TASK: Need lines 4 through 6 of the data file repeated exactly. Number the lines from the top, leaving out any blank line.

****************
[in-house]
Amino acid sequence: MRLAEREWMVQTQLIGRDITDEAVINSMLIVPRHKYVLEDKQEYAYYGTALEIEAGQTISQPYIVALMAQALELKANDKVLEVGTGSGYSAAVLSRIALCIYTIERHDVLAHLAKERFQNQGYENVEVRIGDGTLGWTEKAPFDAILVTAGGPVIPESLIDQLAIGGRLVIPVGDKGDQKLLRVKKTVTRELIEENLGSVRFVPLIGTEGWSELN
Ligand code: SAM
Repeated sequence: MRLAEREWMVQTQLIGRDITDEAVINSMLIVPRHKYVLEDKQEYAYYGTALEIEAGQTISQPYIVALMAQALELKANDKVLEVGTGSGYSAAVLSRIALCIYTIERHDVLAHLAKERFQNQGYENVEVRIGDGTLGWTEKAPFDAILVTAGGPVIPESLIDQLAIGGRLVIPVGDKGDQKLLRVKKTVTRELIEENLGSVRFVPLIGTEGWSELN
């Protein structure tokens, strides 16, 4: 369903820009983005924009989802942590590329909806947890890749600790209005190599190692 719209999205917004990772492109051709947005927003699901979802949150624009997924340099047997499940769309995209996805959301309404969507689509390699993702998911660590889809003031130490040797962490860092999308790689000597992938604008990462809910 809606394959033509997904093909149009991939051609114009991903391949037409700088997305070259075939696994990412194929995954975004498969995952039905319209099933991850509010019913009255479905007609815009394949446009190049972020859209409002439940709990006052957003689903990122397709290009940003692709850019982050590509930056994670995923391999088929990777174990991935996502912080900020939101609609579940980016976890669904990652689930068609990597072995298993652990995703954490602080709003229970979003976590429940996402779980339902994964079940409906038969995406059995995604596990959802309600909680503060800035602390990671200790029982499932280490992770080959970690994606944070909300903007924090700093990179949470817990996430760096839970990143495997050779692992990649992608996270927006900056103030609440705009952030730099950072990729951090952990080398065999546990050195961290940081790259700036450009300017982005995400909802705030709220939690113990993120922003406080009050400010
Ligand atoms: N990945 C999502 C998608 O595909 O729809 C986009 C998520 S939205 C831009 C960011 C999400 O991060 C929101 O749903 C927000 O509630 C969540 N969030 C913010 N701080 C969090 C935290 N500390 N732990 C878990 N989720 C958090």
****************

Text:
Repeated sequence: MRLAEREWMVQTQLIGRDITDEAVINSMLIVPRHKYVLEDKQEYAYYGTALEIEAGQTISQPYIVALMAQALELKANDKVLEVGTGSGYSAAVLSRIALCIYTIERHDVLAHLAKERFQNQGYENVEVRIGDGTLGWTEKAPFDAILVTAGGPVIPESLIDQLAIGGRLVIPVGDKGDQKLLRVKKTVTRELIEENLGSVRFVPLIGTEGWSELN
């Protein structure tokens, strides 16, 4: 369903820009983005924009989802942590590329909806947890890749600790209005190599190692 719209999205917004990772492109051709947005927003699901979802949150624009997924340099047997499940769309995209996805959301309404969507689509390699993702998911660590889809003031130490040797962490860092999308790689000597992938604008990462809910 809606394959033509997904093909149009991939051609114009991903391949037409700088997305070259075939696994990412194929995954975004498969995952039905319209099933991850509010019913009255479905007609815009394949446009190049972020859209409002439940709990006052957003689903990122397709290009940003692709850019982050590509930056994670995923391999088929990777174990991935996502912080900020939101609609579940980016976890669904990652689930068609990597072995298993652990995703954490602080709003229970979003976590429940996402779980339902994964079940409906038969995406059995995604596990959802309600909680503060800035602390990671200790029982499932280490992770080959970690994606944070909300903007924090700093990179949470817990996430760096839970990143495997050779692992990649992608996270927006900056103030609440705009952030730099950072990729951090952990080398065999546990050195961290940081790259700036450009300017982005995400909802705030709220939690113990993120922003406080009050400010
Ligand atoms: N990945 C999502 C998608 O595909 O729809 C986009 C998520 S939205 C831009 C960011 C999400 O991060 C929101 O749903 C927000 O509630 C969540 N969030 C913010 N701080 C969090 C935290 N500390 N732990 C878990 N989720 C958090």